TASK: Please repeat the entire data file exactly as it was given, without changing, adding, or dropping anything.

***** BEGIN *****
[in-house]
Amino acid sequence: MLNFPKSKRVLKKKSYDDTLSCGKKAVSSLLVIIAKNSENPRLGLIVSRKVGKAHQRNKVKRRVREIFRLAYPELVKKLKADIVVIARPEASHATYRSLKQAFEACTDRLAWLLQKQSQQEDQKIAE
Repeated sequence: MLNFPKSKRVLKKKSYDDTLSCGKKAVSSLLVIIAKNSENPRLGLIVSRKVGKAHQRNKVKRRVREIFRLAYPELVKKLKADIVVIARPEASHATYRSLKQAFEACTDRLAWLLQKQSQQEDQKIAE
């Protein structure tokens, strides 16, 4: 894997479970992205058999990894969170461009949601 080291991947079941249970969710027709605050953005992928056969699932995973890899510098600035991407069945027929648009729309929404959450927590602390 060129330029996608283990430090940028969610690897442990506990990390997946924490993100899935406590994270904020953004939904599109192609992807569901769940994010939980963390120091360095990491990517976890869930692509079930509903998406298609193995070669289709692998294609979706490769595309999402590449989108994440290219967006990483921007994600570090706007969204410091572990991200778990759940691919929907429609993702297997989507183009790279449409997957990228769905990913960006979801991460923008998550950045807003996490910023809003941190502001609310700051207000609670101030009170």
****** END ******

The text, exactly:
[in-house]
Amino acid sequence: MLNFPKSKRVLKKKSYDDTLSCGKKAVSSLLVIIAKNSENPRLGLIVSRKVGKAHQRNKVKRRVREIFRLAYPELVKKLKADIVVIARPEASHATYRSLKQAFEACTDRLAWLLQKQSQQEDQKIAE
Repeated sequence: MLNFPKSKRVLKKKSYDDTLSCGKKAVSSLLVIIAKNSENPRLGLIVSRKVGKAHQRNKVKRRVREIFRLAYPELVKKLKADIVVIARPEASHATYRSLKQAFEACTDRLAWLLQKQSQQEDQKIAE
């Protein structure tokens, strides 16, 4: 894997479970992205058999990894969170461009949601 080291991947079941249970969710027709605050953005992928056969699932995973890899510098600035991407069945027929648009729309929404959450927590602390 060129330029996608283990430090940028969610690897442990506990990390997946924490993100899935406590994270904020953004939904599109192609992807569901769940994010939980963390120091360095990491990517976890869930692509079930509903998406298609193995070669289709692998294609979706490769595309999402590449989108994440290219967006990483921007994600570090706007969204410091572990991200778990759940691919929907429609993702297997989507183009790279449409997957990228769905990913960006979801991460923008998550950045807003996490910023809003941190502001609310700051207000609670101030009170």